So you have finally made up your mind to buy your first car. You may be perhaps heading to college or require improved transportation to and from work, whatever the reason, you will want a car that you can depend on to get you where you want to go.
Many people are going for certified used cars in place of new models. Lot of benefits are there; one is they are normally cheaper than a new car. They undergo rigorous testing which will check up different parts of the car ranging from engine wear to original parts or whether there has been any replacement parts added. One thing about certified used cars is they are usually more expensive than a used car you have inspected yourself, but unless you know a lot about cars, the expense is probably worth it.
Certified cars also carry warrantees and many other used cars do not. Easier financing is also available and lenders are used to dealing with persons whose credit may not be all that sound. Another factor to be considered for buying a certified used car is that it provides you with an opportunity to purchase the car or truck that you couldn’t afford to buy brand new. Certified does not mean the same thing to all dealerships and you have to exercise care about who you buy from.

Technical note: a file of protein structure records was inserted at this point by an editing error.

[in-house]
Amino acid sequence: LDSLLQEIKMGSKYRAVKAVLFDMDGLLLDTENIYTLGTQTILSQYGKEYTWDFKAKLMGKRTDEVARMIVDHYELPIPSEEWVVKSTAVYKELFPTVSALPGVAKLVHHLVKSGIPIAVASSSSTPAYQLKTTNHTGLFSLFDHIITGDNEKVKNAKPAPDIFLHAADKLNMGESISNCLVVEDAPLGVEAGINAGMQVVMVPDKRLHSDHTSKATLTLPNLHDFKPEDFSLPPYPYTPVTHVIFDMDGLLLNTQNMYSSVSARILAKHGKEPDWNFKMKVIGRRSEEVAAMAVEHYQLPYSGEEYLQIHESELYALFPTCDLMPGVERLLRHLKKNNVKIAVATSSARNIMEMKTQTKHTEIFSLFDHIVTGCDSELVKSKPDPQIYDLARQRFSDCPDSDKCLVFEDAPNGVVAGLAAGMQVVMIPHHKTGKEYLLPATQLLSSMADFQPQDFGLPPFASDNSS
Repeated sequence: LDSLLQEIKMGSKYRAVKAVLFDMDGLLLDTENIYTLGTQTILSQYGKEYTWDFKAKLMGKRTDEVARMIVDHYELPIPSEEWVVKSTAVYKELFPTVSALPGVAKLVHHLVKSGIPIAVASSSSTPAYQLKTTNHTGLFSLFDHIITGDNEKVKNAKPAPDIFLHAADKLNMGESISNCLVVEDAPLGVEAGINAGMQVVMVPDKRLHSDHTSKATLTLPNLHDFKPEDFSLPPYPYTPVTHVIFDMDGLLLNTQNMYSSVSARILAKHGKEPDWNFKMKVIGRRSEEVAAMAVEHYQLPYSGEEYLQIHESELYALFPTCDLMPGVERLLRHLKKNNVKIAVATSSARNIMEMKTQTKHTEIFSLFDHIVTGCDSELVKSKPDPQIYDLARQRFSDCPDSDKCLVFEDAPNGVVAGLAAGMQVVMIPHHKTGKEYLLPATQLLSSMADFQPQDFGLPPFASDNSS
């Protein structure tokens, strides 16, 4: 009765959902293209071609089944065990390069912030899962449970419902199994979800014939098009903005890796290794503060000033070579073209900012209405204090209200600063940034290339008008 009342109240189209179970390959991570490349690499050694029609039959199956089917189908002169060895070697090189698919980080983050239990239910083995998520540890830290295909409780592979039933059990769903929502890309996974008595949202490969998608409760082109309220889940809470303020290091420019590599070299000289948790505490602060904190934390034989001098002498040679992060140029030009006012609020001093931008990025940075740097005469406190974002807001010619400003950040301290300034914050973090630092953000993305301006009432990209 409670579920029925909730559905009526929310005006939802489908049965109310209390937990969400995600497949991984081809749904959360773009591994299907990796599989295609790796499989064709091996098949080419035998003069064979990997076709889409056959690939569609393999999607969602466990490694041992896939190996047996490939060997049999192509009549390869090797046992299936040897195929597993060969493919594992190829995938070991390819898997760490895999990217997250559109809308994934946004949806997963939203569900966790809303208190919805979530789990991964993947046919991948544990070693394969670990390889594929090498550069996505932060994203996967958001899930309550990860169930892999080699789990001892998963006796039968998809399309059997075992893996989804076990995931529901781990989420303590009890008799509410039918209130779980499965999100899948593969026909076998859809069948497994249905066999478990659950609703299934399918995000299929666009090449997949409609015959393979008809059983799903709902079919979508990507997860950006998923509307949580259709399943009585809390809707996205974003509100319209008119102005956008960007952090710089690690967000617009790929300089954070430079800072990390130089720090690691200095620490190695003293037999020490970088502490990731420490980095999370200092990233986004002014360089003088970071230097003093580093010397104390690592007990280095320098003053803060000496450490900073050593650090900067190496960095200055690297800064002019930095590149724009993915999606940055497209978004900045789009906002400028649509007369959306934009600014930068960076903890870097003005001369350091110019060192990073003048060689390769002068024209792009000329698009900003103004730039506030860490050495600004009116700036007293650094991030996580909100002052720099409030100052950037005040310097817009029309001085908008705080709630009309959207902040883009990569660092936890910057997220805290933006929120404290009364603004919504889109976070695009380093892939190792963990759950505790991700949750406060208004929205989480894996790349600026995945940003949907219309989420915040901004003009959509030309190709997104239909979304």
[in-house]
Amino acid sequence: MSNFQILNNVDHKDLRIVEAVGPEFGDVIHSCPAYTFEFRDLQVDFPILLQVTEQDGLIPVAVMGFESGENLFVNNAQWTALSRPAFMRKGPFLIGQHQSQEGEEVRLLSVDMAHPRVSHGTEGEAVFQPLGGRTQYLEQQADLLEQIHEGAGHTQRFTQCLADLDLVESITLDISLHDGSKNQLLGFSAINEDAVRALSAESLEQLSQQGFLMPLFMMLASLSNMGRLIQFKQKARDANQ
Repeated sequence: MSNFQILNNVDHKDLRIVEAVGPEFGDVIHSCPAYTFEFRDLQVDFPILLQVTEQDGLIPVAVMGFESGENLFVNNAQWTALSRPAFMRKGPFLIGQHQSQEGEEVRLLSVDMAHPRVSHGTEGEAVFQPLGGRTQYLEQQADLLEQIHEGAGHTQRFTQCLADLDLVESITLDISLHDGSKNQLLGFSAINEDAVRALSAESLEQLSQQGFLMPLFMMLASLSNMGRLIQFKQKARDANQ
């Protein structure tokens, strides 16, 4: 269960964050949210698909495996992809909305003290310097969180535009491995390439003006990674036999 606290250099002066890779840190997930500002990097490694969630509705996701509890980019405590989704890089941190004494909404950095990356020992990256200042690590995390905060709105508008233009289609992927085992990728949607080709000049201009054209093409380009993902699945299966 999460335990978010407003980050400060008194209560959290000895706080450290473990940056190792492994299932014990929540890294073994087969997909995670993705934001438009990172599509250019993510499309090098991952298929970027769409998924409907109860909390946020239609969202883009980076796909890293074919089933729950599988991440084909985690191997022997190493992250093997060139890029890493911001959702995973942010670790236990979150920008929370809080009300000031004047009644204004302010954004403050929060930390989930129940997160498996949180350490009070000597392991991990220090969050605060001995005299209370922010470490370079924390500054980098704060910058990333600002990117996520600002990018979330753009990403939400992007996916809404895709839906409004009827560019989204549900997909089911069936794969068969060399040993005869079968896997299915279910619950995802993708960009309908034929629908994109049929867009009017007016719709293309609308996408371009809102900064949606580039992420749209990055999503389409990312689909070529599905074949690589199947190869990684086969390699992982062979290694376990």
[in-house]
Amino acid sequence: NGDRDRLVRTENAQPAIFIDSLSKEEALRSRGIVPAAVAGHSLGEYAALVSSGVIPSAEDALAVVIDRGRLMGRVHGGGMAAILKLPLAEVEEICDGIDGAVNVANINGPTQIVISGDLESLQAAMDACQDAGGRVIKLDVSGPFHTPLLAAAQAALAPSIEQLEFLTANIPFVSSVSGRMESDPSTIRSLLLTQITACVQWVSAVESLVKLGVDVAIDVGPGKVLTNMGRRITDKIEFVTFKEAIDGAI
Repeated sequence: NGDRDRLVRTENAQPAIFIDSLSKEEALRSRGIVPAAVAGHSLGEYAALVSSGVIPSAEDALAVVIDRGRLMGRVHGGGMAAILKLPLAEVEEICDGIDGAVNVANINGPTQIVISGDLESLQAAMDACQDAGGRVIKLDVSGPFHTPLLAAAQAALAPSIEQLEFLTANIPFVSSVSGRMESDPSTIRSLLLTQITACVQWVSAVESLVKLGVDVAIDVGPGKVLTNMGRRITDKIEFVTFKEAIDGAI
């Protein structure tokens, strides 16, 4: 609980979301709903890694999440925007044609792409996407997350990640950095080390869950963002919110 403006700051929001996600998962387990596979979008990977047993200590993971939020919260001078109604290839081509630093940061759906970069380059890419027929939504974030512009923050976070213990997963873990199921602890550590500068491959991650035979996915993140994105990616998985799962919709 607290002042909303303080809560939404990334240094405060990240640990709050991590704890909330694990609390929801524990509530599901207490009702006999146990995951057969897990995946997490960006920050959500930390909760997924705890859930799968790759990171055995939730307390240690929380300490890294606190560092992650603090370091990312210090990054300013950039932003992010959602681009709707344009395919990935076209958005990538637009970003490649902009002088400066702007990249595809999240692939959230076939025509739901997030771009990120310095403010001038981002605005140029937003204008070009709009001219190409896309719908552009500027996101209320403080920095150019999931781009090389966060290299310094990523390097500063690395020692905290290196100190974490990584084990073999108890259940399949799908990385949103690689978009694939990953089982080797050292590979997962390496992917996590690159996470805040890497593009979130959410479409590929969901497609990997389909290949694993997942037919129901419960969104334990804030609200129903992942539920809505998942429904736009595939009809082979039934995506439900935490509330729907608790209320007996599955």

So how can you find out if a true certified car is really being offered or if the dealer is just using the term loosely? To be considered a truly certified used car, it should go through the following procedures. First the car passes through an inspection, the vehicle has to be under a certain age such as 10 years, it must have less than 75,000 miles, the car must be with the same owner for at least one year, and it has to pass a examination performed by a professional mechanic. Several dealers offer at least a 100 point inspection on their cars.
Once it has passed these required norms it is said to be ready to become certified. Honda is one such certified dealer and they have a 150-point inspection, 7 year 100,000 mile power train warranty along with assistance on the roadside and the vehicle’s complete history. With all these perquisites perhaps buying certified is not a bad idea. A comparison of the price between buying new and buying certified could run tens of thousands of dollars.
If you have made up your mind that you want a new car and not a used one, remember that a certified used car also comes with a guarantee and you don’t lose money as soon as you drive it off the lot like happens with new cars. So when you are on the look out for your first car, perhaps you should check out the offers of the Certified Used Car Dealers.
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